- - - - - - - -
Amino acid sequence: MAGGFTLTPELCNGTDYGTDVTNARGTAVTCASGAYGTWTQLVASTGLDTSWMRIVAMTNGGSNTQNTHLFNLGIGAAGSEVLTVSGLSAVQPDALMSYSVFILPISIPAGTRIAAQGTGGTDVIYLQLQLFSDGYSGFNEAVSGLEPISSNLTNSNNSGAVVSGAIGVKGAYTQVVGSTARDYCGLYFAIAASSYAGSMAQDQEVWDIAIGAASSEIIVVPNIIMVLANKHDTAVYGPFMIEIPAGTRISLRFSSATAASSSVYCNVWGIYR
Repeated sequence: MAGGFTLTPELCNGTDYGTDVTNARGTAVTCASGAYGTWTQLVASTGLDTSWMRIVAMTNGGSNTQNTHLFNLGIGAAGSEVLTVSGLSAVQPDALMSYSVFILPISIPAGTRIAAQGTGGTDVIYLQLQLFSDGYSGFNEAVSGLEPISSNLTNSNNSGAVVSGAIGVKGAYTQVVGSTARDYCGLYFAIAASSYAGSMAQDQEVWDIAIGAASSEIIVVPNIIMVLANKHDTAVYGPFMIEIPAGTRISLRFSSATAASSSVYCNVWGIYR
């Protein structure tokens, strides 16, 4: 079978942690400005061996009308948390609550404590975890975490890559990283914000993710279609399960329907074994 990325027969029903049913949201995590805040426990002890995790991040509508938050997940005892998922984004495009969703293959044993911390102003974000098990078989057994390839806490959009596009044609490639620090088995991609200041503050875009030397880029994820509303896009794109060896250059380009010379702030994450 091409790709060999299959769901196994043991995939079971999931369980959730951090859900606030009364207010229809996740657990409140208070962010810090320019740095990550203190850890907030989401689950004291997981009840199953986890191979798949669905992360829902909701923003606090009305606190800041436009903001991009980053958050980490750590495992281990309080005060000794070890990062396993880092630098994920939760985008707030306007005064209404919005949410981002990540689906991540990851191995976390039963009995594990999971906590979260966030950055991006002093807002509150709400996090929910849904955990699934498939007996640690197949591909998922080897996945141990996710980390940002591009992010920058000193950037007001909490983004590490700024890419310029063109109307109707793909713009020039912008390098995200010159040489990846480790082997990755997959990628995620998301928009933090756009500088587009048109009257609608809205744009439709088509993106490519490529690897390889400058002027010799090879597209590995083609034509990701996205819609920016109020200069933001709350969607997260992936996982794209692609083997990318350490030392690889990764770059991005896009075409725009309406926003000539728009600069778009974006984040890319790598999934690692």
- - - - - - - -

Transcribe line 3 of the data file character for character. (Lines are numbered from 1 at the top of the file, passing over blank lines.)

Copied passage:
């Protein structure tokens, strides 16, 4: 079978942690400005061996009308948390609550404590975890975490890559990283914000993710279609399960329907074994 990325027969029903049913949201995590805040426990002890995790991040509508938050997940005892998922984004495009969703293959044993911390102003974000098990078989057994390839806490959009596009044609490639620090088995991609200041503050875009030397880029994820509303896009794109060896250059380009010379702030994450 091409790709060999299959769901196994043991995939079971999931369980959730951090859900606030009364207010229809996740657990409140208070962010810090320019740095990550203190850890907030989401689950004291997981009840199953986890191979798949669905992360829902909701923003606090009305606190800041436009903001991009980053958050980490750590495992281990309080005060000794070890990062396993880092630098994920939760985008707030306007005064209404919005949410981002990540689906991540990851191995976390039963009995594990999971906590979260966030950055991006002093807002509150709400996090929910849904955990699934498939007996640690197949591909998922080897996945141990996710980390940002591009992010920058000193950037007001909490983004590490700024890419310029063109109307109707793909713009020039912008390098995200010159040489990846480790082997990755997959990628995620998301928009933090756009500088587009048109009257609608809205744009439709088509993106490519490529690897390889400058002027010799090879597209590995083609034509990701996205819609920016109020200069933001709350969607997260992936996982794209692609083997990318350490030392690889990764770059991005896009075409725009309406926003000539728009600069778009974006984040890319790598999934690692």